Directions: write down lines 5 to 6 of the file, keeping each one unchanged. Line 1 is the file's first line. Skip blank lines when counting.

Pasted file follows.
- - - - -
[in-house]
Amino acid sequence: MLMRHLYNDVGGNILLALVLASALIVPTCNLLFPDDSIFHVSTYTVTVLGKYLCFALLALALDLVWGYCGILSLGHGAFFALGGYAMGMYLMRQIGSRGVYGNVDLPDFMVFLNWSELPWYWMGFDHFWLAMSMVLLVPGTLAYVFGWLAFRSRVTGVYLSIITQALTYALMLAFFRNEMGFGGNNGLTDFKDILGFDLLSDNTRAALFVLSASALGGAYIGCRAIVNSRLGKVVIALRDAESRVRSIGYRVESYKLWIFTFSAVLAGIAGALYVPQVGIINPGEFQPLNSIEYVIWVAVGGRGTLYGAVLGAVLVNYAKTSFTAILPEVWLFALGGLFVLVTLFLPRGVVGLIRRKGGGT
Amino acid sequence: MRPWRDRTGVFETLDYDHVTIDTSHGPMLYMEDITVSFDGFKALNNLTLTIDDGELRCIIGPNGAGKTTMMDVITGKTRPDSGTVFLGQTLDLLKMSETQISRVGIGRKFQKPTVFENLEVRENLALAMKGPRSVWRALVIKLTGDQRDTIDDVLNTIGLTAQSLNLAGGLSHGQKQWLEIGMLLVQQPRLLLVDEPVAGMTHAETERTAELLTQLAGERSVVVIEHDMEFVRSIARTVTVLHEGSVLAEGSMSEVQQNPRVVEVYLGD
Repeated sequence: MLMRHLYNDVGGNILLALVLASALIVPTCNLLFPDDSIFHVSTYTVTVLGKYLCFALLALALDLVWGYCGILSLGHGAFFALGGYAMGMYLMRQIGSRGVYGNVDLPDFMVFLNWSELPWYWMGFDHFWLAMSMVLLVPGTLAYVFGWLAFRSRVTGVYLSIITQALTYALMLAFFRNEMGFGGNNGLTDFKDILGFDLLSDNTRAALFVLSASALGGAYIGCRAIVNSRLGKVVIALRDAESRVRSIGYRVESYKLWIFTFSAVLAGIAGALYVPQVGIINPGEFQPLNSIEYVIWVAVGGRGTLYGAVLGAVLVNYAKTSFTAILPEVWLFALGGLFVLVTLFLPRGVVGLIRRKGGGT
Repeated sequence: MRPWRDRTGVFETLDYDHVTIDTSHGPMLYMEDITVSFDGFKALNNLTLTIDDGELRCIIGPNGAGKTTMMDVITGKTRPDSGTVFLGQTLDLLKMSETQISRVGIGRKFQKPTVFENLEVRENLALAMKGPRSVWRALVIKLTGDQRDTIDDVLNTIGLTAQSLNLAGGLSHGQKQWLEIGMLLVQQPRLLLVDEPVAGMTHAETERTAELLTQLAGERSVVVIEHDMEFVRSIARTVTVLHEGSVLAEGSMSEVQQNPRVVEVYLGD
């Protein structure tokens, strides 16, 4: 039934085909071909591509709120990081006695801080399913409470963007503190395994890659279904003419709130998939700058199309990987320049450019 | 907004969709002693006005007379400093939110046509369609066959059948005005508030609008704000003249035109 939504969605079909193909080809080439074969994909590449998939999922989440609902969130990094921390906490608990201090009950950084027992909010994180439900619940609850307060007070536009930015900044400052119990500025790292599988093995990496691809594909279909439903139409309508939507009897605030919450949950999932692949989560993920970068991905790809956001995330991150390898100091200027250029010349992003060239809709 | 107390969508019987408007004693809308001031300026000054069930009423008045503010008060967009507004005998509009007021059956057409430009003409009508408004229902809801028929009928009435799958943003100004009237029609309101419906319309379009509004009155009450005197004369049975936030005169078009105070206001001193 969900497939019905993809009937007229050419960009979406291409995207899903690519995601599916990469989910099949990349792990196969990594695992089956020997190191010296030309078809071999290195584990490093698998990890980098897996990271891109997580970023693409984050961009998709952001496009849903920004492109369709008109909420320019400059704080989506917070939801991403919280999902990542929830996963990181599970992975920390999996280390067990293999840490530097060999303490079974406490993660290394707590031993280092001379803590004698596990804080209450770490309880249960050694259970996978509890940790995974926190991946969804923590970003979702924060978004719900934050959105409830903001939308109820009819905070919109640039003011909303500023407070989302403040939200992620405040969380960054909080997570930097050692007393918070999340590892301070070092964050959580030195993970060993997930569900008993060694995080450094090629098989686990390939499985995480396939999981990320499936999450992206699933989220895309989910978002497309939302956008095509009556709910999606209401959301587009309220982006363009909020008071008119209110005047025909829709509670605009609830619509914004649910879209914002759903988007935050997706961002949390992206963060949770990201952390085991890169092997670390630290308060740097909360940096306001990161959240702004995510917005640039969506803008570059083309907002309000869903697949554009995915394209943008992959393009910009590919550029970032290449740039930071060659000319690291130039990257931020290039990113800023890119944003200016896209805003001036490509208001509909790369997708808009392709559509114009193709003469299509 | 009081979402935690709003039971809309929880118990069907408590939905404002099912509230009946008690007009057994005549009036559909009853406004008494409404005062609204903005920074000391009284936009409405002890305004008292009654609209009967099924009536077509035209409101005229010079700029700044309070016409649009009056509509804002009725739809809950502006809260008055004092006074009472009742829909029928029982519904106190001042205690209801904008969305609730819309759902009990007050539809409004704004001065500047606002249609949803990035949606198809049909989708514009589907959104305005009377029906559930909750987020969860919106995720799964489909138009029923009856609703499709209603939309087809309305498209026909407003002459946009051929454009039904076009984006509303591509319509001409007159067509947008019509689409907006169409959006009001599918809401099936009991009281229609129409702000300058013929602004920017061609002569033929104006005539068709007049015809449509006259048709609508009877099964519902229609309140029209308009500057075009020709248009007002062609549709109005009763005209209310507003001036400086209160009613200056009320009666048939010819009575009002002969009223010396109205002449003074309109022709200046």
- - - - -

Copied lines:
Repeated sequence: MRPWRDRTGVFETLDYDHVTIDTSHGPMLYMEDITVSFDGFKALNNLTLTIDDGELRCIIGPNGAGKTTMMDVITGKTRPDSGTVFLGQTLDLLKMSETQISRVGIGRKFQKPTVFENLEVRENLALAMKGPRSVWRALVIKLTGDQRDTIDDVLNTIGLTAQSLNLAGGLSHGQKQWLEIGMLLVQQPRLLLVDEPVAGMTHAETERTAELLTQLAGERSVVVIEHDMEFVRSIARTVTVLHEGSVLAEGSMSEVQQNPRVVEVYLGD
């Protein structure tokens, strides 16, 4: 039934085909071909591509709120990081006695801080399913409470963007503190395994890659279904003419709130998939700058199309990987320049450019 | 907004969709002693006005007379400093939110046509369609066959059948005005508030609008704000003249035109 939504969605079909193909080809080439074969994909590449998939999922989440609902969130990094921390906490608990201090009950950084027992909010994180439900619940609850307060007070536009930015900044400052119990500025790292599988093995990496691809594909279909439903139409309508939507009897605030919450949950999932692949989560993920970068991905790809956001995330991150390898100091200027250029010349992003060239809709 | 107390969508019987408007004693809308001031300026000054069930009423008045503010008060967009507004005998509009007021059956057409430009003409009508408004229902809801028929009928009435799958943003100004009237029609309101419906319309379009509004009155009450005197004369049975936030005169078009105070206001001193 969900497939019905993809009937007229050419960009979406291409995207899903690519995601599916990469989910099949990349792990196969990594695992089956020997190191010296030309078809071999290195584990490093698998990890980098897996990271891109997580970023693409984050961009998709952001496009849903920004492109369709008109909420320019400059704080989506917070939801991403919280999902990542929830996963990181599970992975920390999996280390067990293999840490530097060999303490079974406490993660290394707590031993280092001379803590004698596990804080209450770490309880249960050694259970996978509890940790995974926190991946969804923590970003979702924060978004719900934050959105409830903001939308109820009819905070919109640039003011909303500023407070989302403040939200992620405040969380960054909080997570930097050692007393918070999340590892301070070092964050959580030195993970060993997930569900008993060694995080450094090629098989686990390939499985995480396939999981990320499936999450992206699933989220895309989910978002497309939302956008095509009556709910999606209401959301587009309220982006363009909020008071008119209110005047025909829709509670605009609830619509914004649910879209914002759903988007935050997706961002949390992206963060949770990201952390085991890169092997670390630290308060740097909360940096306001990161959240702004995510917005640039969506803008570059083309907002309000869903697949554009995915394209943008992959393009910009590919550029970032290449740039930071060659000319690291130039990257931020290039990113800023890119944003200016896209805003001036490509208001509909790369997708808009392709559509114009193709003469299509 | 009081979402935690709003039971809309929880118990069907408590939905404002099912509230009946008690007009057994005549009036559909009853406004008494409404005062609204903005920074000391009284936009409405002890305004008292009654609209009967099924009536077509035209409101005229010079700029700044309070016409649009009056509509804002009725739809809950502006809260008055004092006074009472009742829909029928029982519904106190001042205690209801904008969305609730819309759902009990007050539809409004704004001065500047606002249609949803990035949606198809049909989708514009589907959104305005009377029906559930909750987020969860919106995720799964489909138009029923009856609703499709209603939309087809309305498209026909407003002459946009051929454009039904076009984006509303591509319509001409007159067509947008019509689409907006169409959006009001599918809401099936009991009281229609129409702000300058013929602004920017061609002569033929104006005539068709007049015809449509006259048709609508009877099964519902229609309140029209308009500057075009020709248009007002062609549709109005009763005209209310507003001036400086209160009613200056009320009666048939010819009575009002002969009223010396109205002449003074309109022709200046």